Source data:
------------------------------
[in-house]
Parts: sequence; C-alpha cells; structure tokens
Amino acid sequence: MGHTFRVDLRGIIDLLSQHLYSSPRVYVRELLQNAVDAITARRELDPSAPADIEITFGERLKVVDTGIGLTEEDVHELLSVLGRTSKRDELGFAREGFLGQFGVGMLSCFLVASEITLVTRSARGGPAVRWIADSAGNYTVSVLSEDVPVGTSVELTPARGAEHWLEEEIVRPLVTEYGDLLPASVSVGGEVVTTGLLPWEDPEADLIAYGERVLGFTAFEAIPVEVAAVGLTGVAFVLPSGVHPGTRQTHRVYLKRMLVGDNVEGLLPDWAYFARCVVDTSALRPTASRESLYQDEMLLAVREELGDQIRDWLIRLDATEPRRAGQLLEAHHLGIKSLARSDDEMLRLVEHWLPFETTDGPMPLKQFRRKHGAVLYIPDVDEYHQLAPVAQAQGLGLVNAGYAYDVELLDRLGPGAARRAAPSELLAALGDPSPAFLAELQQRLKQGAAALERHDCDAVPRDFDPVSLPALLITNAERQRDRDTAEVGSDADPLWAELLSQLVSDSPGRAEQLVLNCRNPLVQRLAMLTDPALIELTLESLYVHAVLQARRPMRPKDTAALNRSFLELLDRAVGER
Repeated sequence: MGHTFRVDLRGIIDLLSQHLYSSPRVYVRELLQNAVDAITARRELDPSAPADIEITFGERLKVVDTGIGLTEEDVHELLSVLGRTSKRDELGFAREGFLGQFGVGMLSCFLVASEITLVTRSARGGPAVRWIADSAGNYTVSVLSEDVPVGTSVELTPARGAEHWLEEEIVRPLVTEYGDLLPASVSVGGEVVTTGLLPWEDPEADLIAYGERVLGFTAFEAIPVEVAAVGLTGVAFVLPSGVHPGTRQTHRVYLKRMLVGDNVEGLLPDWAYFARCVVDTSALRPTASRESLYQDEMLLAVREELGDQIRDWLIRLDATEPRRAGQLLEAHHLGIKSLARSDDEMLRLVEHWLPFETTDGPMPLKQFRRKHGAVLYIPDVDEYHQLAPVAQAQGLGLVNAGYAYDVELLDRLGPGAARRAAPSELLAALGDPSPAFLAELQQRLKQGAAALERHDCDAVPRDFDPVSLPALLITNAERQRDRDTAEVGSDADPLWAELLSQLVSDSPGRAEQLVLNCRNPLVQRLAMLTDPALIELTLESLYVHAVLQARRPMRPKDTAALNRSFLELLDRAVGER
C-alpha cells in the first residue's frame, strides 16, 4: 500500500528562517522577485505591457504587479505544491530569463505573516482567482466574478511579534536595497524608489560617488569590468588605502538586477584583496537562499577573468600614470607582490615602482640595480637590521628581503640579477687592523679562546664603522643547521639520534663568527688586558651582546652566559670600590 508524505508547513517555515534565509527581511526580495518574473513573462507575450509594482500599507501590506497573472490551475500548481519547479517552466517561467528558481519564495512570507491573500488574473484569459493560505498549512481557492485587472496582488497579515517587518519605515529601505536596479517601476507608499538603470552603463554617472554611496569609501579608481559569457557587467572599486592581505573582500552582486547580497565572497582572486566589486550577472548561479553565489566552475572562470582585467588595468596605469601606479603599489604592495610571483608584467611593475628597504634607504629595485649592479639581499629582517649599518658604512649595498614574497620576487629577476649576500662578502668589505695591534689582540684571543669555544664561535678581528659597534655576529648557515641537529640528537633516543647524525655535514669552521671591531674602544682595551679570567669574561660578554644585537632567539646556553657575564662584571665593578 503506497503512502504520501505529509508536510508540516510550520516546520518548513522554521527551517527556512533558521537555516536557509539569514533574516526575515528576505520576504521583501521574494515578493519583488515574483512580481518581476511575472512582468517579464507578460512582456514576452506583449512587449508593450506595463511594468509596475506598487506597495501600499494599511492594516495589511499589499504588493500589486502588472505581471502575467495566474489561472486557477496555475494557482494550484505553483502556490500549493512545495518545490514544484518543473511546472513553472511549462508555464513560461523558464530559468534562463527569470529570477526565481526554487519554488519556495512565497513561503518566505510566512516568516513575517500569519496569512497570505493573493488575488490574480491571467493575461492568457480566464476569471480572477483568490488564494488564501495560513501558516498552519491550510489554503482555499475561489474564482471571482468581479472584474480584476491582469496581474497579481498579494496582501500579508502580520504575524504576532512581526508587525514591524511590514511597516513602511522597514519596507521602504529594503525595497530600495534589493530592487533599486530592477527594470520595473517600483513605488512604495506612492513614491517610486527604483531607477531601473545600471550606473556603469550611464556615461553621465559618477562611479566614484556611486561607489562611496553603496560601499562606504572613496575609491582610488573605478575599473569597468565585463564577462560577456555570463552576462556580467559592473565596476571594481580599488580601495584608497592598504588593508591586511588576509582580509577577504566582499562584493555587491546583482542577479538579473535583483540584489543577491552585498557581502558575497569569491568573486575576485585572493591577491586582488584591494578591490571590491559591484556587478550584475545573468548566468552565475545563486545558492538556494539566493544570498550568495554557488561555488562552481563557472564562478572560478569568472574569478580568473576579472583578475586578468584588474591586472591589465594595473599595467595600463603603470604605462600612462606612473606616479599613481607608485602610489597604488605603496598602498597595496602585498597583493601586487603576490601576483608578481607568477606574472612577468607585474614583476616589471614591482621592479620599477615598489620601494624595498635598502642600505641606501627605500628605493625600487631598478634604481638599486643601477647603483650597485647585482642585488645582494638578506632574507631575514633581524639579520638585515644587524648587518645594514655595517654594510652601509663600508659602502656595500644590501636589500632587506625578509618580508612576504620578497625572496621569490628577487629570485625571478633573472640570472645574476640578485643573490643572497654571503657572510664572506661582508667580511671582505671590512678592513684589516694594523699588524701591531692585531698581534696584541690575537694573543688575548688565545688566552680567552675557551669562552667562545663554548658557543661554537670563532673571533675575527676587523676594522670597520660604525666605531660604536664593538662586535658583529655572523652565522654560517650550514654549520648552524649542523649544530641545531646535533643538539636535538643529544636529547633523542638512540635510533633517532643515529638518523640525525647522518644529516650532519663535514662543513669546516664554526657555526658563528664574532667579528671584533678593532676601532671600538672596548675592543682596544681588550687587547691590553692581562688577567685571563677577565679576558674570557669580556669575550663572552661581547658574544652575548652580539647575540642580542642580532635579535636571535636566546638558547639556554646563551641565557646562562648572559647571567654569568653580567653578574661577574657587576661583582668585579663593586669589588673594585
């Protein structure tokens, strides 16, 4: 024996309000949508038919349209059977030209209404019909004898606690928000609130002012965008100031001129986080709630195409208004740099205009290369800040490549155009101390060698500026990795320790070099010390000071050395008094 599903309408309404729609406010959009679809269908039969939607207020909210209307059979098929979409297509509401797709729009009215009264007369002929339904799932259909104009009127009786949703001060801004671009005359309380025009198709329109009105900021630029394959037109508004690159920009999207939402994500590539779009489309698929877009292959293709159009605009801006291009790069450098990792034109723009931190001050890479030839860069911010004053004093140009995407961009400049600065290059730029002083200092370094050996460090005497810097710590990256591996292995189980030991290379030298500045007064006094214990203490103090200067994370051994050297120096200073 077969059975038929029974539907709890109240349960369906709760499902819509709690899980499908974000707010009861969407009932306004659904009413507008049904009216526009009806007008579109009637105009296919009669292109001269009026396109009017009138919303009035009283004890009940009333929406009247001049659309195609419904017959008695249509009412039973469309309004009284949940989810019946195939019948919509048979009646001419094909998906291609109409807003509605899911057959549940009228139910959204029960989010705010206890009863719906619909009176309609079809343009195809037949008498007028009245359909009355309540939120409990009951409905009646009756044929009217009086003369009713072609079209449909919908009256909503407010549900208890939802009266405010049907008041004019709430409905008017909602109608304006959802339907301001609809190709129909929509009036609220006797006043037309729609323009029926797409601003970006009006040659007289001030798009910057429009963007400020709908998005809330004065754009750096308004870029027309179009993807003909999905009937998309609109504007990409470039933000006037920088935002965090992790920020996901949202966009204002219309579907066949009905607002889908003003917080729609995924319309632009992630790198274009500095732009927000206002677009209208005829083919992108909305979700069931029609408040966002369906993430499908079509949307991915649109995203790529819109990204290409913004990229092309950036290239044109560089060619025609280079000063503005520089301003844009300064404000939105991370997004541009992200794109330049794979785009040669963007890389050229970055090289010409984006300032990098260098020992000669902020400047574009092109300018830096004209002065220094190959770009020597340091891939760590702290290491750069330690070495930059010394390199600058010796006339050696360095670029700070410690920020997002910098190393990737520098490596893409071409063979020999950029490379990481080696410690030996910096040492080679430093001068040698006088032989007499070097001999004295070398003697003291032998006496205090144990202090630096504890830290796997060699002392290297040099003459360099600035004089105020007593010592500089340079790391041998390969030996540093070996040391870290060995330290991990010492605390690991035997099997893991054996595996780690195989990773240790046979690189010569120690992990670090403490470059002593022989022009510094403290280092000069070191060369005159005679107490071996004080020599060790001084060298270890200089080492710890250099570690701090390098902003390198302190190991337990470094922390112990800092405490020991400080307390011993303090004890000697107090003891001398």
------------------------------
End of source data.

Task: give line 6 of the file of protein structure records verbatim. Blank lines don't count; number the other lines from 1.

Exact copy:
């Protein structure tokens, strides 16, 4: 024996309000949508038919349209059977030209209404019909004898606690928000609130002012965008100031001129986080709630195409208004740099205009290369800040490549155009101390060698500026990795320790070099010390000071050395008094 599903309408309404729609406010959009679809269908039969939607207020909210209307059979098929979409297509509401797709729009009215009264007369002929339904799932259909104009009127009786949703001060801004671009005359309380025009198709329109009105900021630029394959037109508004690159920009999207939402994500590539779009489309698929877009292959293709159009605009801006291009790069450098990792034109723009931190001050890479030839860069911010004053004093140009995407961009400049600065290059730029002083200092370094050996460090005497810097710590990256591996292995189980030991290379030298500045007064006094214990203490103090200067994370051994050297120096200073 077969059975038929029974539907709890109240349960369906709760499902819509709690899980499908974000707010009861969407009932306004659904009413507008049904009216526009009806007008579109009637105009296919009669292109001269009026396109009017009138919303009035009283004890009940009333929406009247001049659309195609419904017959008695249509009412039973469309309004009284949940989810019946195939019948919509048979009646001419094909998906291609109409807003509605899911057959549940009228139910959204029960989010705010206890009863719906619909009176309609079809343009195809037949008498007028009245359909009355309540939120409990009951409905009646009756044929009217009086003369009713072609079209449909919908009256909503407010549900208890939802009266405010049907008041004019709430409905008017909602109608304006959802339907301001609809190709129909929509009036609220006797006043037309729609323009029926797409601003970006009006040659007289001030798009910057429009963007400020709908998005809330004065754009750096308004870029027309179009993807003909999905009937998309609109504007990409470039933000006037920088935002965090992790920020996901949202966009204002219309579907066949009905607002889908003003917080729609995924319309632009992630790198274009500095732009927000206002677009209208005829083919992108909305979700069931029609408040966002369906993430499908079509949307991915649109995203790529819109990204290409913004990229092309950036290239044109560089060619025609280079000063503005520089301003844009300064404000939105991370997004541009992200794109330049794979785009040669963007890389050229970055090289010409984006300032990098260098020992000669902020400047574009092109300018830096004209002065220094190959770009020597340091891939760590702290290491750069330690070495930059010394390199600058010796006339050696360095670029700070410690920020997002910098190393990737520098490596893409071409063979020999950029490379990481080696410690030996910096040492080679430093001068040698006088032989007499070097001999004295070398003697003291032998006496205090144990202090630096504890830290796997060699002392290297040099003459360099600035004089105020007593010592500089340079790391041998390969030996540093070996040391870290060995330290991990010492605390690991035997099997893991054996595996780690195989990773240790046979690189010569120690992990670090403490470059002593022989022009510094403290280092000069070191060369005159005679107490071996004080020599060790001084060298270890200089080492710890250099570690701090390098902003390198302190190991337990470094922390112990800092405490020991400080307390011993303090004890000697107090003891001398």